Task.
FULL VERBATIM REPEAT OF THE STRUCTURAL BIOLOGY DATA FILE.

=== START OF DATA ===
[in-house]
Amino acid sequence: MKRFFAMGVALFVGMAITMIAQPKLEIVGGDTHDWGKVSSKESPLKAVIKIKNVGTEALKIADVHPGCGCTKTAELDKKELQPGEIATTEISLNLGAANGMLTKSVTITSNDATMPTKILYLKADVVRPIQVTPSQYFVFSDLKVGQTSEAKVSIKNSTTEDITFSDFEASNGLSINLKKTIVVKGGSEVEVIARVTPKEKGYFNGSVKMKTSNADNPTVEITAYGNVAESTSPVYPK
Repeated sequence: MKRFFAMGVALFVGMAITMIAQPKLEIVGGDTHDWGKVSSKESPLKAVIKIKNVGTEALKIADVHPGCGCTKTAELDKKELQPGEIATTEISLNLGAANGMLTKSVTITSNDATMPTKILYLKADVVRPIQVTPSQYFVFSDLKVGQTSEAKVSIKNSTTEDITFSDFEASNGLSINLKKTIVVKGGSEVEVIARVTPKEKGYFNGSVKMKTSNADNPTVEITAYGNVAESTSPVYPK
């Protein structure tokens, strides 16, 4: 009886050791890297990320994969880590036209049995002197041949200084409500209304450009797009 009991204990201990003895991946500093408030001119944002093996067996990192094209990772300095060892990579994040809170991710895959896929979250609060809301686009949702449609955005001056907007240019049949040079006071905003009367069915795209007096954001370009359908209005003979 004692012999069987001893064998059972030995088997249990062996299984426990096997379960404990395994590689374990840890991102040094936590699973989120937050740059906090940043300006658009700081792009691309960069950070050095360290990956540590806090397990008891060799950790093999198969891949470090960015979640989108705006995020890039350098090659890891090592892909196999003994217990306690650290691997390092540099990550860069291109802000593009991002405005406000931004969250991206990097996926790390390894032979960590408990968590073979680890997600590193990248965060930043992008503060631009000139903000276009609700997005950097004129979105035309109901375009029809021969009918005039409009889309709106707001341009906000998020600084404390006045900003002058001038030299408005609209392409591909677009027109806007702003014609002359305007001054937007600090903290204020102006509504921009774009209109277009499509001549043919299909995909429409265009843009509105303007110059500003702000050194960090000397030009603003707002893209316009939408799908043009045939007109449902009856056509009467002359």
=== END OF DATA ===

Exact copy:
[in-house]
Amino acid sequence: MKRFFAMGVALFVGMAITMIAQPKLEIVGGDTHDWGKVSSKESPLKAVIKIKNVGTEALKIADVHPGCGCTKTAELDKKELQPGEIATTEISLNLGAANGMLTKSVTITSNDATMPTKILYLKADVVRPIQVTPSQYFVFSDLKVGQTSEAKVSIKNSTTEDITFSDFEASNGLSINLKKTIVVKGGSEVEVIARVTPKEKGYFNGSVKMKTSNADNPTVEITAYGNVAESTSPVYPK
Repeated sequence: MKRFFAMGVALFVGMAITMIAQPKLEIVGGDTHDWGKVSSKESPLKAVIKIKNVGTEALKIADVHPGCGCTKTAELDKKELQPGEIATTEISLNLGAANGMLTKSVTITSNDATMPTKILYLKADVVRPIQVTPSQYFVFSDLKVGQTSEAKVSIKNSTTEDITFSDFEASNGLSINLKKTIVVKGGSEVEVIARVTPKEKGYFNGSVKMKTSNADNPTVEITAYGNVAESTSPVYPK
């Protein structure tokens, strides 16, 4: 009886050791890297990320994969880590036209049995002197041949200084409500209304450009797009 009991204990201990003895991946500093408030001119944002093996067996990192094209990772300095060892990579994040809170991710895959896929979250609060809301686009949702449609955005001056907007240019049949040079006071905003009367069915795209007096954001370009359908209005003979 004692012999069987001893064998059972030995088997249990062996299984426990096997379960404990395994590689374990840890991102040094936590699973989120937050740059906090940043300006658009700081792009691309960069950070050095360290990956540590806090397990008891060799950790093999198969891949470090960015979640989108705006995020890039350098090659890891090592892909196999003994217990306690650290691997390092540099990550860069291109802000593009991002405005406000931004969250991206990097996926790390390894032979960590408990968590073979680890997600590193990248965060930043992008503060631009000139903000276009609700997005950097004129979105035309109901375009029809021969009918005039409009889309709106707001341009906000998020600084404390006045900003002058001038030299408005609209392409591909677009027109806007702003014609002359305007001054937007600090903290204020102006509504921009774009209109277009499509001549043919299909995909429409265009843009509105303007110059500003702000050194960090000397030009603003707002893209316009939408799908043009045939007109449902009856056509009467002359």